John Addington Symonds

Howard J. Booth

in Victorian Literature

ISBN: 9780199799558
Published online September 2012 | | DOI:
John Addington Symonds

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John Addington Symonds (b. 1840–d. 1893) is now best known as the earliest significant writer on homosexuality in Britain; he was also a major cultural critic. His work is coming to be viewed as occupying a pivotal point between old models inherited from the Enlightenment and romanticism and modern, post-1900 structures of thought. It receives attention from, among others, those working in queer studies, art historians and theorists, scholars of aestheticism and British Hellenism, and historians of the Renaissance. His output has been seen as part of a historical project that aimed at self-effectuation, especially for those condemned as sick and sinful. His writings about his own life—his Memoirs were first published in edited form in 1984—have been much discussed in lesbian and gay studies and in auto/biographical studies. Symonds’s exploration of ancient Greek culture, where his major work is Studies in the Greek Poets (Volume 1, 1873; Volume 2, 1876), have made him an important figure in debates on Victorian Hellenism. Ancient Greece also informed his account of “the Renaissance.” Symonds played a major role in disseminating the work of cultural historians such as Jules Michelet and Jacob Burckhardt to English-speaking readers; he also gave them his own inflection. Criticism addressing Symonds and other writers—whether these were writers he admired, such as Walt Whitman and Arthur Hugh Clough, or those with whom he had difficult and fraught relationships, such as Algernon Charles Swinburne and Walter Pater—has begun to address Symonds’s relationship to aestheticism, decadence, and a nascent modernism. Symonds’s response to Italy and Switzerland, which includes volumes of travel writing, has so far received less attention; the same is true of his extensive body of verse. The same broad base of existing scholarship is not found in work on other Victorian writers. Symonds’s sexuality meant that for many years key texts were not available, and critics did not want to discuss those texts that were. From the mid-1980s, however, his life and writing came to be of scholarly interest precisely because of his sexuality.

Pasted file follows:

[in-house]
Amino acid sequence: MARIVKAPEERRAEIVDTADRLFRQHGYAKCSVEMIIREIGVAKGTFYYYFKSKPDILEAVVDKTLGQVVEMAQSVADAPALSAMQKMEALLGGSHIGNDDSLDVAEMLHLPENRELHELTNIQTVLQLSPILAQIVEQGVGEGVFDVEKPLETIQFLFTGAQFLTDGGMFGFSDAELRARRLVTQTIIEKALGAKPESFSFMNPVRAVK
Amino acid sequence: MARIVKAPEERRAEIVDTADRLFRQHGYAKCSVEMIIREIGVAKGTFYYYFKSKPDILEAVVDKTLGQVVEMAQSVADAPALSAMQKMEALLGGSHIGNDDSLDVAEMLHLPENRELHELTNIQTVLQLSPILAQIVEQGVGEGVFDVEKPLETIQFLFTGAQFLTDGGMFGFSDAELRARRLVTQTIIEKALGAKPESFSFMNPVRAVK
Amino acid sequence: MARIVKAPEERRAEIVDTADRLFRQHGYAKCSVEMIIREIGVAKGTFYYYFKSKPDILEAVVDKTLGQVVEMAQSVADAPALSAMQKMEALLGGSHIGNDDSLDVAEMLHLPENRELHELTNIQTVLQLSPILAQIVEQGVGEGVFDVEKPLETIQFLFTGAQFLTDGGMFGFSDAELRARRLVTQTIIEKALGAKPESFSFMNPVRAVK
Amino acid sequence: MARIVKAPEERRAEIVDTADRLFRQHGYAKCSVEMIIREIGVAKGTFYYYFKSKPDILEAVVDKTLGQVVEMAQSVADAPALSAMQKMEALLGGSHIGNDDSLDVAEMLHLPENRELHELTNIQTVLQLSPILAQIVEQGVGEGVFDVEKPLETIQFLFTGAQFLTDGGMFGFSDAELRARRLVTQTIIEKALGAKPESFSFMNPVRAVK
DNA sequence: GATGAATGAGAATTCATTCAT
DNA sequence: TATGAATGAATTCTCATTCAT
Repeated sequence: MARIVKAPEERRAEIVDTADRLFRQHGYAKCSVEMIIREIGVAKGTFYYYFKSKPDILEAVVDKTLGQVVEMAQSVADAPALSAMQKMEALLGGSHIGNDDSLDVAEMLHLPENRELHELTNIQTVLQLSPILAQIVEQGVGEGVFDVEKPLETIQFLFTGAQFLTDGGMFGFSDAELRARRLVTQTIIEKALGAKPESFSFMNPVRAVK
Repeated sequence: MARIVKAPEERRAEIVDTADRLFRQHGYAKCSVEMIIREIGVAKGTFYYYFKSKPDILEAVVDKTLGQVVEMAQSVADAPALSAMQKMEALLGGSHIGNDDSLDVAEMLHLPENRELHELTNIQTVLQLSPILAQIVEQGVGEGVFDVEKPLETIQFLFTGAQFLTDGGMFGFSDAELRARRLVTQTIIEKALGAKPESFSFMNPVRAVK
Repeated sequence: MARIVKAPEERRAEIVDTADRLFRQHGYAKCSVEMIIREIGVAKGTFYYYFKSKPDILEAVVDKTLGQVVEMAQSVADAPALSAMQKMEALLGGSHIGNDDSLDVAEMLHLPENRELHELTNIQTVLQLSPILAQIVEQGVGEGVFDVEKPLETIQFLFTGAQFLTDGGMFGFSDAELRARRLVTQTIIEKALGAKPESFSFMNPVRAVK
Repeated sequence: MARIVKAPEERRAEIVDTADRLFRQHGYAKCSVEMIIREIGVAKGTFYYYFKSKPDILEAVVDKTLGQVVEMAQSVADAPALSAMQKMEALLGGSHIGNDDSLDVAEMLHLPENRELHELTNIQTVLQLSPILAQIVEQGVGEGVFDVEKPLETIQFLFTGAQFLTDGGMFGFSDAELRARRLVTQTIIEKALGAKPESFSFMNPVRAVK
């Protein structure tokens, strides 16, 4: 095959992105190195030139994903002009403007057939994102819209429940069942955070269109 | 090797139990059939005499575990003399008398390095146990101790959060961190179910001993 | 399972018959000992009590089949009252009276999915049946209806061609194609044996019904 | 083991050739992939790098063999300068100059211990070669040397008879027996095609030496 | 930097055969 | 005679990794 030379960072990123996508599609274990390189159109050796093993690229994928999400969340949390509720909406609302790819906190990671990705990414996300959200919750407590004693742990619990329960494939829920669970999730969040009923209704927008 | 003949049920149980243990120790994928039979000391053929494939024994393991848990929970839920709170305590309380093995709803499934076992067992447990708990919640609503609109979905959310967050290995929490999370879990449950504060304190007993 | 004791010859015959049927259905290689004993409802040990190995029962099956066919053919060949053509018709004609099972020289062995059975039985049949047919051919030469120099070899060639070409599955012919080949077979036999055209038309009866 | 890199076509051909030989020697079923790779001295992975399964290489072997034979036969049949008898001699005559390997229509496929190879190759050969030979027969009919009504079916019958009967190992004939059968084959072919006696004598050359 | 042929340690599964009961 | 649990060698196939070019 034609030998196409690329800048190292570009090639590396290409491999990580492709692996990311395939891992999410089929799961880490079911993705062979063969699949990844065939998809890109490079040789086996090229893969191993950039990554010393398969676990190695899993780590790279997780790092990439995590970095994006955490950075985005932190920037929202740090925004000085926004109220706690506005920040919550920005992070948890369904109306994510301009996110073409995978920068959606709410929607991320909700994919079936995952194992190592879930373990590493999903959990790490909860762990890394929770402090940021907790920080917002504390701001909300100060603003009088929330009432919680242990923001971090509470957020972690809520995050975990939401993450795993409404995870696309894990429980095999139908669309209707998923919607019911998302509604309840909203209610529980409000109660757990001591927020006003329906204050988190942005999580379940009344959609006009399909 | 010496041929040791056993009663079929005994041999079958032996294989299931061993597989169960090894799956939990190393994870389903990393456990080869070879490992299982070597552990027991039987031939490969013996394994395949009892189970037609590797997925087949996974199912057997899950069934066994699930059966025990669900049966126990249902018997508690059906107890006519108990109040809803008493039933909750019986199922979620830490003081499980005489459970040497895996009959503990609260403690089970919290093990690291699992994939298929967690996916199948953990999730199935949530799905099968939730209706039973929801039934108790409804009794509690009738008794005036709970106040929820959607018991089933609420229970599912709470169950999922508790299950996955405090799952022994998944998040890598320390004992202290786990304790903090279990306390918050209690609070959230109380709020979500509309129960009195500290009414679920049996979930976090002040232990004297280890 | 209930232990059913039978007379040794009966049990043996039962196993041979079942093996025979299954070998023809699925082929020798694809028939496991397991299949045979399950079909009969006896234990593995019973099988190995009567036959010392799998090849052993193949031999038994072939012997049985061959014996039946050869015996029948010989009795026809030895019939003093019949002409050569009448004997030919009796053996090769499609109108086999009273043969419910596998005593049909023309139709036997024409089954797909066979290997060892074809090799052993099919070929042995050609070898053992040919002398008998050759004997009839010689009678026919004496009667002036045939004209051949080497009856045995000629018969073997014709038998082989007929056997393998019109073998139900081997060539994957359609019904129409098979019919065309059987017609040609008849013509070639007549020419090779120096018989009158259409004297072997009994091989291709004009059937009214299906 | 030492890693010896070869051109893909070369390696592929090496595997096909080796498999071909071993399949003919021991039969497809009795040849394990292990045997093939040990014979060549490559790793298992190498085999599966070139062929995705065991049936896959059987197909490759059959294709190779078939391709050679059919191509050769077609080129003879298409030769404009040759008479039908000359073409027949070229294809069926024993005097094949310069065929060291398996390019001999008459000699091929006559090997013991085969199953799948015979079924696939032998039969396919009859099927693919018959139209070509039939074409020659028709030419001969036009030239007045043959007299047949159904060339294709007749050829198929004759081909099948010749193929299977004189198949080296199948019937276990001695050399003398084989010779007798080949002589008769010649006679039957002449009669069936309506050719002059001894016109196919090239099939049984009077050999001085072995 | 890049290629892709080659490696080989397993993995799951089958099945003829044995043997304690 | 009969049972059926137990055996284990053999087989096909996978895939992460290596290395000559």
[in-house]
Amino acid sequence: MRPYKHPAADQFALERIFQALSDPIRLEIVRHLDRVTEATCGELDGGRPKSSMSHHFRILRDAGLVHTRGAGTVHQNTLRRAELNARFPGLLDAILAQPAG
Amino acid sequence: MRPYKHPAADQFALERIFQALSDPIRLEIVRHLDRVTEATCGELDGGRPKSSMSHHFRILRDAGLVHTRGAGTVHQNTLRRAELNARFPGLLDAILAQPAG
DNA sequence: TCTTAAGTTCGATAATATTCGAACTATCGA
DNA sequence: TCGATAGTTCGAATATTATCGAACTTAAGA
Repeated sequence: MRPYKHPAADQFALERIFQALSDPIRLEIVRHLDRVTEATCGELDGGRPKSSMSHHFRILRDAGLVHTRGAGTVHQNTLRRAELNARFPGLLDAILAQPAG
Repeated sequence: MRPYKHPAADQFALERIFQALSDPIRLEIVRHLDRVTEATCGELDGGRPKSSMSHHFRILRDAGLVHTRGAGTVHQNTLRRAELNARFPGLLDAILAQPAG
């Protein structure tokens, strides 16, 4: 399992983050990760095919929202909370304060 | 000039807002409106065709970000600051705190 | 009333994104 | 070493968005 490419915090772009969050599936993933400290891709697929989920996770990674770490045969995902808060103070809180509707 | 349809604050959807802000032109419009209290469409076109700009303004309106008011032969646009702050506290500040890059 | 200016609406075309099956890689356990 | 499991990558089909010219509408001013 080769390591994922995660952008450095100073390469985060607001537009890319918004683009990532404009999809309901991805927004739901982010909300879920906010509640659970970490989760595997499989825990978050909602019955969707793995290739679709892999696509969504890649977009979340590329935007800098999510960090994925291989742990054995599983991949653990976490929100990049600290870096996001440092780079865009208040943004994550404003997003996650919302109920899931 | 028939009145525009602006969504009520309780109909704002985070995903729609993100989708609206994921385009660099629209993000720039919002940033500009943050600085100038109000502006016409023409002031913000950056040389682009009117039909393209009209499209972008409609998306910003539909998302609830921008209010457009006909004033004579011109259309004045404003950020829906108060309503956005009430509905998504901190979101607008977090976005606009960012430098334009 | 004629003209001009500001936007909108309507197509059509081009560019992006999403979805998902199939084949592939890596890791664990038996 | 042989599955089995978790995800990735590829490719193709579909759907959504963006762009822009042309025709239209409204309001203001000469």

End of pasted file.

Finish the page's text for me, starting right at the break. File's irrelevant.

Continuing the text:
Article.  7177 words. 

Subjects: Literary Studies (19th Century)

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